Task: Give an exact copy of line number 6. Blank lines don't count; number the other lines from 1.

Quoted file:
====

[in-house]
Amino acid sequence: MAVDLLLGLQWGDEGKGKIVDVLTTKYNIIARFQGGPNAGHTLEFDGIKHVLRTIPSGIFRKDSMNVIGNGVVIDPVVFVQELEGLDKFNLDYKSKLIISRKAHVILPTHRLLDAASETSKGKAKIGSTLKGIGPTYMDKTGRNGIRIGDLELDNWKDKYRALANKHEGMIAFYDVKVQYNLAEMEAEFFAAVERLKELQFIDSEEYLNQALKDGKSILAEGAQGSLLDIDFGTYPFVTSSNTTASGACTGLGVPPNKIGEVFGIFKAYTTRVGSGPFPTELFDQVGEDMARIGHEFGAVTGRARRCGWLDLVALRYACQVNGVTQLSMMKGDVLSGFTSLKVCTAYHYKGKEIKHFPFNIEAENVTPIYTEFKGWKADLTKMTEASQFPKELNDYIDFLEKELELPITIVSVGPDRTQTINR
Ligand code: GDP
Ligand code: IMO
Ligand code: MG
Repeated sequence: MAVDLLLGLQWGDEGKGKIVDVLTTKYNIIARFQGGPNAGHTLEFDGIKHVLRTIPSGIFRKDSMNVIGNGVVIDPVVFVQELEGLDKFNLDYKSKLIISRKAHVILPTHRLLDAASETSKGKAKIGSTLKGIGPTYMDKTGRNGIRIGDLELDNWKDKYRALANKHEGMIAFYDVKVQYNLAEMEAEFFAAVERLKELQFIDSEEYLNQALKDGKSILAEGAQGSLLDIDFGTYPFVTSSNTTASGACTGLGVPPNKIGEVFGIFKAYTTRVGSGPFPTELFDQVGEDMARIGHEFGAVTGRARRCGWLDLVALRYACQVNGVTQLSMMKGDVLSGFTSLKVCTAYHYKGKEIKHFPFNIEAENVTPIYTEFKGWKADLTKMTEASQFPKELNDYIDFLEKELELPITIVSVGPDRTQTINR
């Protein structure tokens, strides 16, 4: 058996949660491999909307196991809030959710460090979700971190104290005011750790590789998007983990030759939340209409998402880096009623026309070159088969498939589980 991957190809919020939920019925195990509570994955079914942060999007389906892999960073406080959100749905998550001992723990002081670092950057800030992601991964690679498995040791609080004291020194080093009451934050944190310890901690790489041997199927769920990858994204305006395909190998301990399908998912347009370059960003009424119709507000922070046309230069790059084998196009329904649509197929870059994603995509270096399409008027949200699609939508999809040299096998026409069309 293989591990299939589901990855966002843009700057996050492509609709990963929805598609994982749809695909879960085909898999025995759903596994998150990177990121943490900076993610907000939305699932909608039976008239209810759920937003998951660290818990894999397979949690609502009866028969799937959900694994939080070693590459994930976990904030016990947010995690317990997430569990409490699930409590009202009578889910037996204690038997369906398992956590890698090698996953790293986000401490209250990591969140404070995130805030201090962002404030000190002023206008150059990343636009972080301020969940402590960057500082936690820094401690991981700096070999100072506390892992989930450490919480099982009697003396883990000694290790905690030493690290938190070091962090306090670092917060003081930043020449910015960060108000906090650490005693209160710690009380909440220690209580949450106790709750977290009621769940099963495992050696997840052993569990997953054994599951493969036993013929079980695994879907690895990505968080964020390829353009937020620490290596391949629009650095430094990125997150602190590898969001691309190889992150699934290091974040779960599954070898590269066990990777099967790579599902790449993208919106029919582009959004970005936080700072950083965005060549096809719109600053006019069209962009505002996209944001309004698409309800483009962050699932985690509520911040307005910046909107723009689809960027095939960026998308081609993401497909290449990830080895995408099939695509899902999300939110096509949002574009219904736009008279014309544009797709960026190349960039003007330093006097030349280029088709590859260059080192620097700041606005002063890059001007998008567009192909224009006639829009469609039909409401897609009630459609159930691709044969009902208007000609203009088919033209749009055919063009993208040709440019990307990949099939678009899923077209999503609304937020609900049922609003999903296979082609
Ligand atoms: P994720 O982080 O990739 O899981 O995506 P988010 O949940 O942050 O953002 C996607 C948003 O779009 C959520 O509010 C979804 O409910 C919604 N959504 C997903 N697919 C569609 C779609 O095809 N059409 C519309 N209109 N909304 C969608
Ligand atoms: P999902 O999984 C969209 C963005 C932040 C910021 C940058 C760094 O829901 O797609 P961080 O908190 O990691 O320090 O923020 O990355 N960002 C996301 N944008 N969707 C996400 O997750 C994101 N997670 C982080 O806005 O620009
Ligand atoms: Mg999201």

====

Repeated sequence: MAVDLLLGLQWGDEGKGKIVDVLTTKYNIIARFQGGPNAGHTLEFDGIKHVLRTIPSGIFRKDSMNVIGNGVVIDPVVFVQELEGLDKFNLDYKSKLIISRKAHVILPTHRLLDAASETSKGKAKIGSTLKGIGPTYMDKTGRNGIRIGDLELDNWKDKYRALANKHEGMIAFYDVKVQYNLAEMEAEFFAAVERLKELQFIDSEEYLNQALKDGKSILAEGAQGSLLDIDFGTYPFVTSSNTTASGACTGLGVPPNKIGEVFGIFKAYTTRVGSGPFPTELFDQVGEDMARIGHEFGAVTGRARRCGWLDLVALRYACQVNGVTQLSMMKGDVLSGFTSLKVCTAYHYKGKEIKHFPFNIEAENVTPIYTEFKGWKADLTKMTEASQFPKELNDYIDFLEKELELPITIVSVGPDRTQTINR